Kai: We learned all the rules, and now we can have fun. I want to talk about dating though because girl…I’m at a loss. Am I going to have a boyfriend?

Cara: That’s how a lot of us feel. In my case, there’s this pool of men I’m attracted to. Then there’s a smaller pool of men who are attracted to trans women. Then there’s an even smaller pool of men who like you for you, and it’s not a chaser or someone seeing you as a fetish. Even in this huge city, there are not many options. But I’ve also gotten more love from my friends. I feel fulfilled in all the ways a romantic relationship would make me feel. Then, I can go date and have fun and feel fulfilled there. Find love in your friendships and family and the right person will come along.

Kai: I want to touch on what you mentioned about being biracial. I'm also biracial - half Japanese and half white - and that's complicated things throughout my journey of figuring out who I am and which community do I belong to?

How has that side of your identity informed your transness?

Not having boobs, a BBL, or not taking hormones doesn’t make you any less trans.

Cara: Since I was little, especially growing up in a predominantly white city, I felt like I had to like hide my blackness. I wouldn't wear certain clothes, or I didn't want my hair a certain way. As kids, we just want to fit in. It took me a long time, but I finally embraced that side of myself. But I never felt Black enough for Black people or white enough for white people.

It’s the same with transness. I'm not female enough for straight men or even cis women. But then at the same time, I'm not one of the gay boys. I'm right in the middle.

It’s nice to find a community in that in-between. That brings people together. We are all a mixing pot of everything and embracing all the different parts of yourself is really cool.

My mom still jokes about how she tried to put me in FUBU and Timberlands, and I wasn’t having it. It took being myself and seeing true diversity - not just on TV. Walking down the street and seeing people that are a different type of person all around you.

It's okay not to be in one group specifically. Be you. Be a mixture of everything and embrace all sides of it.

Cara Cooper for The Girls Book Issue 01 (photography by Texas Isaiah)

Kai: It makes sense that a lot of us feel at home in the trans community because it’s not black or white. It’s a mixing pot of different identities, walks of life, versions of transness, race, gender, and sexualities.

Daphne especially is a person in LA creating that kind of community for the dolls.

Cara: Daphne means so much to me because she opened up this whole world. I had already transitioned and done my whole thing, but I didn't really have trans friends. As I met more trans girls, oh my God. It was everything I've always wanted but didn't know. Just those little things that we all deal with that no one else does. You don't have to explain yourself, and the connections are on such a deeper level.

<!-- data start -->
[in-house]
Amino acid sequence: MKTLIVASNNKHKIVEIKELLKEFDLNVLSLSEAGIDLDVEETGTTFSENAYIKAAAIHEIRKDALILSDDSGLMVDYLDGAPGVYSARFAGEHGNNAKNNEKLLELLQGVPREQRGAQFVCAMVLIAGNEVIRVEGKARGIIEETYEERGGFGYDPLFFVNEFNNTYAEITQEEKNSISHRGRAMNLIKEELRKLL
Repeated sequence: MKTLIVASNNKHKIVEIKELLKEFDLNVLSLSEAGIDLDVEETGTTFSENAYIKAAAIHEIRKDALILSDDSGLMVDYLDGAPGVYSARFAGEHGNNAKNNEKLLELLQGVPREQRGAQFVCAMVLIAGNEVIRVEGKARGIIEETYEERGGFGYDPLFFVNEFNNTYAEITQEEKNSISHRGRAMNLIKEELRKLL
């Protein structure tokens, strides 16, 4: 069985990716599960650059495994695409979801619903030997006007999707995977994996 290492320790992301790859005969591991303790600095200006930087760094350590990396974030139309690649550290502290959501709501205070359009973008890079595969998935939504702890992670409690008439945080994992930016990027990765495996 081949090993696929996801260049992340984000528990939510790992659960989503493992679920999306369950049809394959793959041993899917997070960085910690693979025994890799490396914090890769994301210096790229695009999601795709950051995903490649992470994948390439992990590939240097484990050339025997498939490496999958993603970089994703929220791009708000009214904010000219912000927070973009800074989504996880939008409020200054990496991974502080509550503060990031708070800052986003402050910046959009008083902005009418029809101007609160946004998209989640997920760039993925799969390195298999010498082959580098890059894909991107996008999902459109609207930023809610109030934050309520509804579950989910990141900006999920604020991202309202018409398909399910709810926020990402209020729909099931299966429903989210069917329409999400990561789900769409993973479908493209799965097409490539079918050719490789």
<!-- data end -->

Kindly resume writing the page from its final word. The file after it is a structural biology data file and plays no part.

I thank Daphne all the time. I'm sure she's sick of it, but she changed so many of the girls' lives here.

Kai: She's like the mother of LA for real. I don’t want to age her but in that sense of being a caretaker.

Cara: I always try to remind her of that too.

Kai: And Jolene, To be in that environment with the girls felt affirming in many different ways. My brain was firing in so many different places.

Cara: It's such a safe space. Gay bars in LA are that; they're gay bars. And they're gay central, but to have a space where we can just be the dolls, it's celebrated. A true safe space for trans girls and pretty much everyone nonbinary.

Kai: By and for the dolls. What have been some tips and tricks that you picked up on the way in terms of transitioning?

Cara: Advice I've given to a couple of girls recently, is to just take your time. When you come to the realization of being trans, there are all the possibilities in front of you that you can get done. If I had done everything that I’ve had done now when I was 20, I would've chosen way different results. I would’ve wanted to go with huge boobs and that would’ve changed who I am now. So many amazing things will happen that will alter your life that it doesn’t have to happen all today.

Not having boobs, a BBL, or not taking hormones doesn’t make you any less trans.

Of course, if you want boobs, there are those chicken cutlets. I would stack two or three, put 'em in a bra, and push my skin together. That saved my life for years.